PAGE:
November 24: The Ballet will take place at the Robinson Center Music Hall. Enjoy a spectacular new “Dove of Peace,” where 2 dancers become one stunning bird, inspired by the early works of Stanislov Vlasov, original choreographer and director of Moscow Ballet’s inaugural Great Russian Nutcracker. The production also features a Christmas tree that grows to 7 stories tall; falling snow and Troika-styled sleigh escorted by Russian folk characters Ded Moroz (Father Christmas) and Snegurochka (Snow Maiden); towering hand-made silk puppets; 200 all new, lavish costumes; and 9 hand-painted backdrops, all set to Pyotr Tchaikovsky’s complete Nutcracker Suite score. Event time: 3 p.m. Tickets: $29.50 -$70. Tickets available at any Ticketmaster location, charge by phone at 800-745-3000 or may be purchased online. For more information visit www.nutcracker.com.
October 29: Join Mr. Brian and Ms. Terri for a wonderful Halloween concert. Come in costume if you like. Event time: 6:30 p.m. Event place: Max Milam Library. For more information call 501-889-2554.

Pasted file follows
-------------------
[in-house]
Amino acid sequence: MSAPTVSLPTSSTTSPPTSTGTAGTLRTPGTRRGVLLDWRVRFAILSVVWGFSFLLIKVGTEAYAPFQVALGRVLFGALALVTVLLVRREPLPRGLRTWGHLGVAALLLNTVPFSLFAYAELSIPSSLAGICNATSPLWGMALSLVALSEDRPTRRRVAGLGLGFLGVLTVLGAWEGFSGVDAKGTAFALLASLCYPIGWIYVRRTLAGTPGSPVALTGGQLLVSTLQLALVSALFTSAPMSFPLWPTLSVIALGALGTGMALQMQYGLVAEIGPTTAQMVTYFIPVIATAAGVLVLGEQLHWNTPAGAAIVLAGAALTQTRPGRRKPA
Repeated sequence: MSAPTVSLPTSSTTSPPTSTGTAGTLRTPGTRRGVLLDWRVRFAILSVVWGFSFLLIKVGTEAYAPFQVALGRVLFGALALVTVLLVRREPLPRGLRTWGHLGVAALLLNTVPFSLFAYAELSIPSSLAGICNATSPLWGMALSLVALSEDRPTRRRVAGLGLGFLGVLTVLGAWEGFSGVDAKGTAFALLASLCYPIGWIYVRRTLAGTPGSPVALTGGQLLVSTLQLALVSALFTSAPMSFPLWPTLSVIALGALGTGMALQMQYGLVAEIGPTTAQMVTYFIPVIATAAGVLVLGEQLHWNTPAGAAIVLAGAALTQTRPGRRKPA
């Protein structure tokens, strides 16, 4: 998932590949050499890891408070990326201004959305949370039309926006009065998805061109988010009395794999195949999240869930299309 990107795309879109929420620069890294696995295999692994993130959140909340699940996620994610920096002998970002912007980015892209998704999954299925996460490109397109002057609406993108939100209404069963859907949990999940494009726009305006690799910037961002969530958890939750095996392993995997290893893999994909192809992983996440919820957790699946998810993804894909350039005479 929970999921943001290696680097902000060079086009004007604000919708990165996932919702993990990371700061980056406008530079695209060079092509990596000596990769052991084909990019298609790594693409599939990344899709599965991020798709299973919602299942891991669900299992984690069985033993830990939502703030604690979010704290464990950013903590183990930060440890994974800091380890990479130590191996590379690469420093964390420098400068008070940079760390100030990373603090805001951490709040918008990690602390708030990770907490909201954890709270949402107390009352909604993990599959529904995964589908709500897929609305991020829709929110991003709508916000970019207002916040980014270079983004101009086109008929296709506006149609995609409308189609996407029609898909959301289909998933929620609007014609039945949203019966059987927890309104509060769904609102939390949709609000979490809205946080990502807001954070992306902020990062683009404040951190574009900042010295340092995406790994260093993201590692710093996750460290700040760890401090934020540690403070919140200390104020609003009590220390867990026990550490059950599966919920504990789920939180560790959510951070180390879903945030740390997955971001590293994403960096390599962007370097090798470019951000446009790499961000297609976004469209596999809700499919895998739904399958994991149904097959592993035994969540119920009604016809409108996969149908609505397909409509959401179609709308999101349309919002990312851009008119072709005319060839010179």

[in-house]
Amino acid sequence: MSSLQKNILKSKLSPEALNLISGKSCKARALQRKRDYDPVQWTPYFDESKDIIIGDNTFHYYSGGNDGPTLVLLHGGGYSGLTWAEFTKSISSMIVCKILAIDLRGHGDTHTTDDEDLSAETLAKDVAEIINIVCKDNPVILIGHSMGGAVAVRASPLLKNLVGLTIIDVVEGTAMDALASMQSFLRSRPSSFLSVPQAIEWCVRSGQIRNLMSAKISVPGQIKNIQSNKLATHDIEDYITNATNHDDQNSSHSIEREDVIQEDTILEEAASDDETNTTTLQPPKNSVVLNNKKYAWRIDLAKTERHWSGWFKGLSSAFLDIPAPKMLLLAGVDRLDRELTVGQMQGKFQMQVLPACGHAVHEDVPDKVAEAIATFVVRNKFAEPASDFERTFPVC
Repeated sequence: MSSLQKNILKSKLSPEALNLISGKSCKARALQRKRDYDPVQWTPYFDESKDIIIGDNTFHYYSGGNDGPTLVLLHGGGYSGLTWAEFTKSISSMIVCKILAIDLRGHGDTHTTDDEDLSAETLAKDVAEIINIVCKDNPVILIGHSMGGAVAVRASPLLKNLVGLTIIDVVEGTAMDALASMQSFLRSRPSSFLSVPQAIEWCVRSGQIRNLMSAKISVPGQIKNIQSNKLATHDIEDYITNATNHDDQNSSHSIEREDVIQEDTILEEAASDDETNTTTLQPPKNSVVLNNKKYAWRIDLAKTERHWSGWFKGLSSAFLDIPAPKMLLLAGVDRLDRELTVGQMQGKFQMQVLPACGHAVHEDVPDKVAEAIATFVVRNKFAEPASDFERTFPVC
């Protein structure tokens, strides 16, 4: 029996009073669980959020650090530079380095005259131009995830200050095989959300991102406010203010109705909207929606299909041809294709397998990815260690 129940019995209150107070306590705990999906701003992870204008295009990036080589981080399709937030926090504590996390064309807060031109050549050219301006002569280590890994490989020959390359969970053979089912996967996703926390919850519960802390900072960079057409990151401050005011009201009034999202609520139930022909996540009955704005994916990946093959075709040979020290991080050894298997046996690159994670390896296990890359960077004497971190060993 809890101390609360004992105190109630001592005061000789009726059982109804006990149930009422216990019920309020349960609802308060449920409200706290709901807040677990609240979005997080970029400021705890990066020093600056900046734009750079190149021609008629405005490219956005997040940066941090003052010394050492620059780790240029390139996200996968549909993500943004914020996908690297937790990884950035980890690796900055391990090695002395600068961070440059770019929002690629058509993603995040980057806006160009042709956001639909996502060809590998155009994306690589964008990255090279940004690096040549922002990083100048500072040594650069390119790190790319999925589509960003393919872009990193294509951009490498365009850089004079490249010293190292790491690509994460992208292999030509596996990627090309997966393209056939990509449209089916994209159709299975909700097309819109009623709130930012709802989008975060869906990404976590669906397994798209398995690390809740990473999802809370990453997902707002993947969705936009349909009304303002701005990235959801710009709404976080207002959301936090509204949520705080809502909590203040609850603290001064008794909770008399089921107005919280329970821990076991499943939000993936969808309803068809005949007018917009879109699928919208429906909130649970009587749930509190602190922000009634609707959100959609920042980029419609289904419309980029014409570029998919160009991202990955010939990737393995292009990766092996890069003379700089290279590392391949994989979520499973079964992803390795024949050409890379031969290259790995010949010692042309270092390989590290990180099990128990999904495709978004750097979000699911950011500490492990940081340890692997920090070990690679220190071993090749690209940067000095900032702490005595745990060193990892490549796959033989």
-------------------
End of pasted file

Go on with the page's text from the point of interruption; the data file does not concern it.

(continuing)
October 17: Reach Out and Read Arkansas is hosting its annual “Once Upon a Time” fundraising event from 6 to 9 p.m. at Pleasant Valley Country Club. This year’s book theme is “Oh The Place You’ll Go,” and the event features the Rodney Block Band, dinner and drinks. Tickets are $50. For more details or to purchase tickets, visit www.reachoutandreadarkansas.org or call (501) 226-9444.
October 13: Tim and the Space Cadets perform at the Museum of Discovery, featuring pop tunes, rockers and lullabies. The band was named one of the Top 4 Kid-Friendly Bands to Watch in 2012, and their hit song “Superhero” spent six weeks at No. 1 of the XMKids Radio chart. The concert is included in the price of regular museum admission. $10, adults; $8, kids 12 and under and seniors 60 and older; free for members. For more information, visit www.museumofdiscovery.org.